About Marilyn Brown and Georgia Tech:

    Marilyn Brown, a professor in the School of Public Policy at the Georgia Institute of Technology, is an internationally-recognized leader in the analysis and interpretation of energy futures in the United States. In 2007, Brown was a co-recipient of the Nobel Peace Prize along with the other members of the Intergovernmental Panel on Climate Change and Vice President Al Gore. Additional information about Brown and her research can be found at http://www.spp.gatech.edu/faculty/faculty/mbrown.php.  Brown has been nominated to serve on the Board of the Tennessee Valley Authority and awaits confirmation.   

    Georgia Tech’s Ivan Allen College of Liberal Arts offers one of the world’s top public policy programs. The research-intensive and globally engaged curriculum aims to solve complex problems in the public interest related to issues of research and technology, energy and sustainability, economic development and governance. The School of Public Policy is dedicated to scholarship and learning that is reflective, effective and sustainable.

    About Etan Gumerman and Duke University’s Nicholas Institute:

    Etan Gumerman is a scientific engineer at the Nicholas Institute for Environmental Policy Solutions at Duke University.  Prior to joining the Nicholas Institute, Gumerman was employed by Lawrence Berkeley National Lab and served as the lead modeler and analyst for the Scenarios for a Clean Energy Future Project.  In this role, Gumerman coordinated the efforts of scientists at five national laboratories. 

    The Nicholas Institute is a nonpartisan institute founded in 2005 to help decision makers in government, the private sector, and the nonprofit community address critical environmental challenges. The Institute responds to the demand for high-quality and timely data and acts as an “honest broker” in policy debates by convening and fostering open, ongoing dialogue between stakeholders on all sides of the issues and providing policy-relevant analysis based on academic research. The Institute’s leadership and staff leverage the broad expertise of Duke University as well as public and private partners worldwide. Since its inception, the Institute has earned a distinguished reputation for its innovative approach to developing multilateral, nonpartisan, and economically viable solutions to pressing environmental challenges.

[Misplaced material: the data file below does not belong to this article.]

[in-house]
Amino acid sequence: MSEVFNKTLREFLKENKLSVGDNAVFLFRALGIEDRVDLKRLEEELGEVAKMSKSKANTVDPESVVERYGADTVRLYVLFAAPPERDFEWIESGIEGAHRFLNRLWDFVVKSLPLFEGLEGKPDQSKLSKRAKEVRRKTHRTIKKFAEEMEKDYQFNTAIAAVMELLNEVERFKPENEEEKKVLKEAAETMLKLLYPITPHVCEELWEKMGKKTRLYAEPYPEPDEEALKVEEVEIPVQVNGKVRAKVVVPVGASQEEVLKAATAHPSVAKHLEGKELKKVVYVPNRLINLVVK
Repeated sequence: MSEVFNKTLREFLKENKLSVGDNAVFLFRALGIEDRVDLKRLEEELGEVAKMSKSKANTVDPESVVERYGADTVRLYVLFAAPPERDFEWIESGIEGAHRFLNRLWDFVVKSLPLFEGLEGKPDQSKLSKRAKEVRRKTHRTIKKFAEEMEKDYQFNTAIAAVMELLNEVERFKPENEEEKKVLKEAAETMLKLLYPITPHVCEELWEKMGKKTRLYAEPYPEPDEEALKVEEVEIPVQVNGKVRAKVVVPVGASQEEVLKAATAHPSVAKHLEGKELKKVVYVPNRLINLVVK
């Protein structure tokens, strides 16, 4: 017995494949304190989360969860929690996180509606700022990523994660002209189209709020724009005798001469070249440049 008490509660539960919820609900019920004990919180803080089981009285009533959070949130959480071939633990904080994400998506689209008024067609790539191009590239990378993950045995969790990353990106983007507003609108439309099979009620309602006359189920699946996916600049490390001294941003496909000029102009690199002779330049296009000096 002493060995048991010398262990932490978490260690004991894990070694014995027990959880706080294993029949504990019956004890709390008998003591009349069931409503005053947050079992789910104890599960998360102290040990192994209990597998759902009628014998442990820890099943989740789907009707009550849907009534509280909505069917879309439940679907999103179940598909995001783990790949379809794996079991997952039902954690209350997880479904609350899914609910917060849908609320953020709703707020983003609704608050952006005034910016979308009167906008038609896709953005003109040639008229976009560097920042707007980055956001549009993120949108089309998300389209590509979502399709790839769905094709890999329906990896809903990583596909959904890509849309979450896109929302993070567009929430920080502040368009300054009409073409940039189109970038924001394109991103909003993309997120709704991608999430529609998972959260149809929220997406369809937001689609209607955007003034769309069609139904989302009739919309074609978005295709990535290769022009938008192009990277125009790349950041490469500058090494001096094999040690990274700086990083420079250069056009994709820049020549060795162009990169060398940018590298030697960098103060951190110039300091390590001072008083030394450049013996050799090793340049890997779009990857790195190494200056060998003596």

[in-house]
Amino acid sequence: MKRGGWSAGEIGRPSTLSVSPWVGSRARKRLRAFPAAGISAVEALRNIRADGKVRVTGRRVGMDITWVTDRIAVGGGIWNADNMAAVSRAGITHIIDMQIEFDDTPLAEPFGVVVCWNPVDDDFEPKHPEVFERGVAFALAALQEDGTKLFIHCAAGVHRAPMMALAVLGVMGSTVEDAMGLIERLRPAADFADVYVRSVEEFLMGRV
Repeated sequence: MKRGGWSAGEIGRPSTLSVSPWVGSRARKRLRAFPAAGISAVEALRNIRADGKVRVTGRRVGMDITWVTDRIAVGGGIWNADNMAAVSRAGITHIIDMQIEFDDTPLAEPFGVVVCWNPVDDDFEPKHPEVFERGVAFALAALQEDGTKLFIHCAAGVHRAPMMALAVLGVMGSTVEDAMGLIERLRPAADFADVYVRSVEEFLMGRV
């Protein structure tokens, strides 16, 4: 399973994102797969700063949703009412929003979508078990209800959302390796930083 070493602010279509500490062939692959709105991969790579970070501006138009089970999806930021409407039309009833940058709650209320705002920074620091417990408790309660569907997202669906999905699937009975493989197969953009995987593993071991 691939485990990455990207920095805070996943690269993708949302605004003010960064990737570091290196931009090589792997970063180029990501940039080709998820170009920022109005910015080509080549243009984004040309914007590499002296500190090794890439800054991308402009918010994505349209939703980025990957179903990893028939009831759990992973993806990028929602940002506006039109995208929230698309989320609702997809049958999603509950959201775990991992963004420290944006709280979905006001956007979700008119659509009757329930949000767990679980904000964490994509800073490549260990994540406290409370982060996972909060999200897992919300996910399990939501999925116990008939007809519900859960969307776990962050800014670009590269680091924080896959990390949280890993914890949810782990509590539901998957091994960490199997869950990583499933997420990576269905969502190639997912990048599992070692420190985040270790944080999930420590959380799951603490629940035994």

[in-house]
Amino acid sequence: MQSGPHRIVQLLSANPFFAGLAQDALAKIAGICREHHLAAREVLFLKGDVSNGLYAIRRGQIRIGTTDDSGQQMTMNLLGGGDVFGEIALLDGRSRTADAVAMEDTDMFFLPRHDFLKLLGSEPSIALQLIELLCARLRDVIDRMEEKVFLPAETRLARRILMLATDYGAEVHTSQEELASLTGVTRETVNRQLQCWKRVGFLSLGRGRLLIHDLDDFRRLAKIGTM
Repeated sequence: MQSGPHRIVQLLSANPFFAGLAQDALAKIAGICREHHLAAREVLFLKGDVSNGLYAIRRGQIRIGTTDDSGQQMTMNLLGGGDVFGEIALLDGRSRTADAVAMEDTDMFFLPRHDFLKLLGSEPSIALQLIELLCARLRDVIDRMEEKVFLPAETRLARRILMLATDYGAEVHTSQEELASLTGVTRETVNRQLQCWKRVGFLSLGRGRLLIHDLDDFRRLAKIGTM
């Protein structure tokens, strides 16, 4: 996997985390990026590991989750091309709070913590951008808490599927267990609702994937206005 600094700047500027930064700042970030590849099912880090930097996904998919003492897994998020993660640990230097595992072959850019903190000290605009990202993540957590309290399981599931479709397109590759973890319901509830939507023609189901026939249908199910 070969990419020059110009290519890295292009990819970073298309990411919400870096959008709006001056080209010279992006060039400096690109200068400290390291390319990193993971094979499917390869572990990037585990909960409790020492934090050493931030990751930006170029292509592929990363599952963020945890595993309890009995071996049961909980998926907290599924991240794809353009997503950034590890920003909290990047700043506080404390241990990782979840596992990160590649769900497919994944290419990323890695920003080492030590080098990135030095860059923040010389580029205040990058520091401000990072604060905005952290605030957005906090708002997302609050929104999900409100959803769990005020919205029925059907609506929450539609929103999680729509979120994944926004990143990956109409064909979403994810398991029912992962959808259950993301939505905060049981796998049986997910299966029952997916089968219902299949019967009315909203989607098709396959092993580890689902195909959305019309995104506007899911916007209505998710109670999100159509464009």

[1] The study covers “the South” as it is defined by the U.S. Census – the District of Columbia and 16 states: Alabama, Arkansas, Delaware, Florida, Georgia, Kentucky, Louisiana, Maryland, Mississippi, North Carolina, Oklahoma, South Carolina, Tennessee, Texas, Virginia and West Virginia.

    [2] Bill savings, job creation and water savings #’s are annual numbers as projected in the year 2020.

    [3] McKinsey Global Energy and Markets (2009) published an assessment of economic potential for energy efficiency improvements in the United States.  The McKinsey study concluded that the South has the largest energy efficiency resource of any region in the county.  The South accounts for 41 percent of the national potential for energy efficiency improvements.  This contrasts with the Midwest (26 percent), the West (18 percent) and the Northeast (15 percent).

    [4] For this calculation, a medium sized (500 megawatt) coal-fired power plant is used for purposes of simplicity.  A larger nuclear power plant produces nearly one gigawatt and a typical natural gas plant produces approximately 300 megawatts.

    [5] The North American Electrical Reliability Corporation (NERC) regions covered include all of Alabama, Georgia, Florida, North Carolina, South Carolina, Tennessee, Missouri and portions of Kentucky, Virginia, Illinois, Iowa, Mississippi, Louisiana and Texas. 

    The Georgia Institute of Technology is one of the world's premier research universities. Ranked seventh among U.S. News & World Report's top public universities and the eighth best engineering and information technology university in the world by Shanghai Jiao Tong University's Academic Ranking of World Universities, Georgia Tech’s more than 20,000 students are enrolled in its Colleges of Architecture, Computing, Engineering, Liberal Arts, Management and Sciences. Tech is among the nation's top producers of women and minority engineers. The Institute offers research opportunities to both undergraduate and graduate students and is home to more than 100 interdisciplinary units plus the Georgia Tech Research Institute.